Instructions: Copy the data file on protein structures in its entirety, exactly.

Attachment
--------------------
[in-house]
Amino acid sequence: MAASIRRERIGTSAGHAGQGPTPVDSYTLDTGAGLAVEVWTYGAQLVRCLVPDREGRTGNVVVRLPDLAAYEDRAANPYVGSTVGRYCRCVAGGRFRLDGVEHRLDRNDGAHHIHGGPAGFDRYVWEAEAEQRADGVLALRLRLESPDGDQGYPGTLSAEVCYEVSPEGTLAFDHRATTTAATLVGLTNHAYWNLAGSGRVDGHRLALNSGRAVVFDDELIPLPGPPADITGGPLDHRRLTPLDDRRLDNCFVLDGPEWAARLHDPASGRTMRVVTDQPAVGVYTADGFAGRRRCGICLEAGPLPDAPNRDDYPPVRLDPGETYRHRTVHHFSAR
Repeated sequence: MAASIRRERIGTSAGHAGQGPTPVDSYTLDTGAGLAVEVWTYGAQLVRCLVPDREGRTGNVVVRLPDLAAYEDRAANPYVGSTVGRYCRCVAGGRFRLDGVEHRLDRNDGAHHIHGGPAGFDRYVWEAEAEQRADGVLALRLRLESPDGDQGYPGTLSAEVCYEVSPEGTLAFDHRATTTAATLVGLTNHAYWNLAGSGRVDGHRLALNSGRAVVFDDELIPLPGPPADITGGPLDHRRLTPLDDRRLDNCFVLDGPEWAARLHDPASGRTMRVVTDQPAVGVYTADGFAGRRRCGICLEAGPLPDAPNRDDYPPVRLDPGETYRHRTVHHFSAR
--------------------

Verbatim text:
[in-house]
Amino acid sequence: MAASIRRERIGTSAGHAGQGPTPVDSYTLDTGAGLAVEVWTYGAQLVRCLVPDREGRTGNVVVRLPDLAAYEDRAANPYVGSTVGRYCRCVAGGRFRLDGVEHRLDRNDGAHHIHGGPAGFDRYVWEAEAEQRADGVLALRLRLESPDGDQGYPGTLSAEVCYEVSPEGTLAFDHRATTTAATLVGLTNHAYWNLAGSGRVDGHRLALNSGRAVVFDDELIPLPGPPADITGGPLDHRRLTPLDDRRLDNCFVLDGPEWAARLHDPASGRTMRVVTDQPAVGVYTADGFAGRRRCGICLEAGPLPDAPNRDDYPPVRLDPGETYRHRTVHHFSAR
Repeated sequence: MAASIRRERIGTSAGHAGQGPTPVDSYTLDTGAGLAVEVWTYGAQLVRCLVPDREGRTGNVVVRLPDLAAYEDRAANPYVGSTVGRYCRCVAGGRFRLDGVEHRLDRNDGAHHIHGGPAGFDRYVWEAEAEQRADGVLALRLRLESPDGDQGYPGTLSAEVCYEVSPEGTLAFDHRATTTAATLVGLTNHAYWNLAGSGRVDGHRLALNSGRAVVFDDELIPLPGPPADITGGPLDHRRLTPLDDRRLDNCFVLDGPEWAARLHDPASGRTMRVVTDQPAVGVYTADGFAGRRRCGICLEAGPLPDAPNRDDYPPVRLDPGETYRHRTVHHFSAR